The Dynamics of Chipping
By Brendon Elliott, PGA
It can’t be understated that the short game, which includes chipping, pitching and bunker play, is one of the most important areas of the game to become proficient in. These shots make up a large percentage of the total strokes taken during the course of a round. This is an area of the game, that with a little work, could help to lower your total score significantly.
Today I wanted to focus specifically on chipping.
The idea of a chip is to execute a shot that has more run than rise, meaning it gets on the ground quickly and rolls out to your target. In general, getting the ball on the ground and rolling, similar to what a putt would do, will allow you to control the distance a little bit more. You will generally want to use this shot when you are fairly close to the green but still have some turf that is slightly higher than green height to maneuver over.
Because the whole idea of a chip shot is to only get it up enough to carry a small distance in the air, and then roll out like a putt, it is suggested to experiment with and use a variety of different lofted clubs to accomplish this. The variation in the club chosen for a particular chip shot will depend on a few factors but most notably, the distance your ball is from the hole.
Many golfers tend to get stuck with using one or two clubs, usually their most lofted wedges, for executing a chip shot. In doing so, it is common to see shots that are hit heavy or thin…these outcomes are usually because of a combination of poor technique and a club with too much loft.
I suggest to any golfer to play around with using different clubs around the green. From as little loft as a hybrid or long iron and on through your entire bag to your wedges.
Remember, the idea is to basically hit the shot much like a putt….little rise and lots of roll.
Chipping Set Up
You will need to set your body up with the feet close together and ever so slightly open to your target line. Lean into your lead leg, with your weight distribution around 60% - 40% favoring that lead leg.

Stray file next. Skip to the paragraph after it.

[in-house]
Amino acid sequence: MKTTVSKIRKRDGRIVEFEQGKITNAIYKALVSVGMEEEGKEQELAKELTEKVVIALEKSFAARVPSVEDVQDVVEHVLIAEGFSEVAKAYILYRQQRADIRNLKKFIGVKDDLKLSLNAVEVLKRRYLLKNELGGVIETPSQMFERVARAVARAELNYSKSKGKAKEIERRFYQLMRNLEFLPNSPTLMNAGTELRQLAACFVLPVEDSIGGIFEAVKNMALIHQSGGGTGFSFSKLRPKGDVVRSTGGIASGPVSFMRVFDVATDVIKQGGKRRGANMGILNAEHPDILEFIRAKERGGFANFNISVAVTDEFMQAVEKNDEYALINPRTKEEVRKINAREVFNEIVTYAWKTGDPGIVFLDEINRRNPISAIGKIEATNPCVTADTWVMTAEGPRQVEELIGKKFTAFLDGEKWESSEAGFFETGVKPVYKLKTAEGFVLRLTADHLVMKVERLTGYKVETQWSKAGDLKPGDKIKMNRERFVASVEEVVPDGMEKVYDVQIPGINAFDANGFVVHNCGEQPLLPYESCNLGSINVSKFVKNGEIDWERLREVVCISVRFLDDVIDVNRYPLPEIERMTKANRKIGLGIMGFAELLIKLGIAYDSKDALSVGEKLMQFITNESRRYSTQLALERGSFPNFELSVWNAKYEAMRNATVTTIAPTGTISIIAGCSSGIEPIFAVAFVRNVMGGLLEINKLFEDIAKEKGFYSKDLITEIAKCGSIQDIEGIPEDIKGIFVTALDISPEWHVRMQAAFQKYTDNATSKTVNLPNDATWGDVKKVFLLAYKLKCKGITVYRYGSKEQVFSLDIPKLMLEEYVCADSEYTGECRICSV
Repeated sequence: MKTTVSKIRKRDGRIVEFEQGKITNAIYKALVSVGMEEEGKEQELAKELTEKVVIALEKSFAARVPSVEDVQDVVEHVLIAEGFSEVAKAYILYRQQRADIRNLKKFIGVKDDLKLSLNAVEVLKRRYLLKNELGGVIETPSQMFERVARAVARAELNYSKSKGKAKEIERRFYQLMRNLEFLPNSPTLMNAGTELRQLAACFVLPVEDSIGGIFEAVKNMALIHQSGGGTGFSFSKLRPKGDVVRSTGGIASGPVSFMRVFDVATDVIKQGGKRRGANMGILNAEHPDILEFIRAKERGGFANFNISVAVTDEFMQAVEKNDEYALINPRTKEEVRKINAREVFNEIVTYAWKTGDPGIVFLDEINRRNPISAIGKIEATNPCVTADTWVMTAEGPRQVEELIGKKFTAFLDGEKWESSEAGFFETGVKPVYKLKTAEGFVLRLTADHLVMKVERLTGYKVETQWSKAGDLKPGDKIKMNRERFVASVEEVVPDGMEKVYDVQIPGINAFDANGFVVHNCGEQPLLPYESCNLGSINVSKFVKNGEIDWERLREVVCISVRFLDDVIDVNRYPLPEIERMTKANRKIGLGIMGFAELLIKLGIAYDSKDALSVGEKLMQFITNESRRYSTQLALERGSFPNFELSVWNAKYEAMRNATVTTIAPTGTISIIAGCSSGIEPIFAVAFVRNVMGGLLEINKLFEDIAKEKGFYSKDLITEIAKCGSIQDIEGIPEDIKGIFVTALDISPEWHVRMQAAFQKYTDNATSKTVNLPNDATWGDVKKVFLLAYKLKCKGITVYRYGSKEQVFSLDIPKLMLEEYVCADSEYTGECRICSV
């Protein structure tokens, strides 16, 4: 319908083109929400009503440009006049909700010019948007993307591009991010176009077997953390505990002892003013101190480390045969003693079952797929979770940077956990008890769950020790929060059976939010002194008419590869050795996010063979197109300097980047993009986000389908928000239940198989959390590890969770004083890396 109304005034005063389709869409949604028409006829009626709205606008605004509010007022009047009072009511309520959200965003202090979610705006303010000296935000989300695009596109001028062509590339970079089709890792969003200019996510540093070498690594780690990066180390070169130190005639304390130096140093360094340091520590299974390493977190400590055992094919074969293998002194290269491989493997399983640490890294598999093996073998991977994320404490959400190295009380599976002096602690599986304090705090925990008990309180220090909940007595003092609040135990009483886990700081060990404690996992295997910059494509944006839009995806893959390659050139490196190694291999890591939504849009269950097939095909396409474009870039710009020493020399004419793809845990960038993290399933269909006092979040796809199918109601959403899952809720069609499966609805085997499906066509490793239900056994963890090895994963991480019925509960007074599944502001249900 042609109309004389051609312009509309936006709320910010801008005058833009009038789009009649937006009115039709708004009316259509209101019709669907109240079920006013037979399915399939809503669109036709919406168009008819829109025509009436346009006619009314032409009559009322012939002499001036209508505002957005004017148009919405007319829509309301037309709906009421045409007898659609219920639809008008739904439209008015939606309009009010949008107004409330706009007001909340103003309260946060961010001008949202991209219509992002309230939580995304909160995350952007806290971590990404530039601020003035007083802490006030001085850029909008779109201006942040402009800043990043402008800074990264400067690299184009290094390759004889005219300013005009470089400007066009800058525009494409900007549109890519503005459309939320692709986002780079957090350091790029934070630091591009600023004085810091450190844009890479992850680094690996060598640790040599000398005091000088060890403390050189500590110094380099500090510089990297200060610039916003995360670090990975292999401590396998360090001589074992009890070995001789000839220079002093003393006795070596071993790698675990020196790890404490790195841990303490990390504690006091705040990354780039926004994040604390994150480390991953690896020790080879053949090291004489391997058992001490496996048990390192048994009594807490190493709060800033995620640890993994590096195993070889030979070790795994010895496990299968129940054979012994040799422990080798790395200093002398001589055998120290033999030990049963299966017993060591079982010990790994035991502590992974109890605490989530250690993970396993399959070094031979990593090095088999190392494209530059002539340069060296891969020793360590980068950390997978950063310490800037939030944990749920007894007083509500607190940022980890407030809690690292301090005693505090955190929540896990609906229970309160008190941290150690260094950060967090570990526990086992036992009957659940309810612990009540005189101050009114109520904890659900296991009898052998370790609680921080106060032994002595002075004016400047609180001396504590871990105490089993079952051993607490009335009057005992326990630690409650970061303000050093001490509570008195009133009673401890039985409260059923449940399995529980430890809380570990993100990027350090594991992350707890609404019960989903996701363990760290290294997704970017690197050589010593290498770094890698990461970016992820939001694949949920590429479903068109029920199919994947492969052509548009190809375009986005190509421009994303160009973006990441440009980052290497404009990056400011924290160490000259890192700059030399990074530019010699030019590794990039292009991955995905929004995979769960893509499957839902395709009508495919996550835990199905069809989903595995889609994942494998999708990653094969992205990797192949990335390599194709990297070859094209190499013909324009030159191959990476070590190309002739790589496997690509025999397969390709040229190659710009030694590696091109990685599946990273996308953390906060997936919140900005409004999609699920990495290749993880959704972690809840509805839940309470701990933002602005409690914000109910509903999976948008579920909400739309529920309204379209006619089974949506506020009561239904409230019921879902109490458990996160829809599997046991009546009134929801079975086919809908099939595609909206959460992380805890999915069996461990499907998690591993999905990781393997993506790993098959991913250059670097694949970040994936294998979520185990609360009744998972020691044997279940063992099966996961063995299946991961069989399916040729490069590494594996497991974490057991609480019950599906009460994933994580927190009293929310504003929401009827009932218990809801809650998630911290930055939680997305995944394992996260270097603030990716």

The ball will be positioned just back of center, and as I mentioned above, I advised to use a less lofted club such as a pitching wedge, 9, or 8 iron…or more should the situation call for it. Your hands and the club shaft will be ever so slightly ahead of the ball at address.
You will focus on moving the triangle that you create with your arms hanging down and your shoulders, much like you would in putting. Simply rock that triangle back and through at an even and consistent tempo.
Maintain the position of the hands and shaft as you had them at address (slightly ahead of the ball). No manipulation of your wrists or hands is needed. You must stay very steady with your body as it maintains that 60% - 40% weight distribution. There is very little body rotation, and you should focus mostly on the rocking of that triangle.
The length of the stroke, with its back and through motion, will be determined by the distance your ball is from the hole….just like with putting. Because you are only trying to fly the ball a very short distance, then rely on the forward roll after it lands, you will need to focus on a spot on the green that you want the ball to land. This takes practice, as well as experimentation with the various lofts from of the clubs in your bag.
Fight the urge to look up to see what the outcome is until a few seconds after impact. Looking up too early may cause the clubhead to move up as you look up and poor contact at impact will result.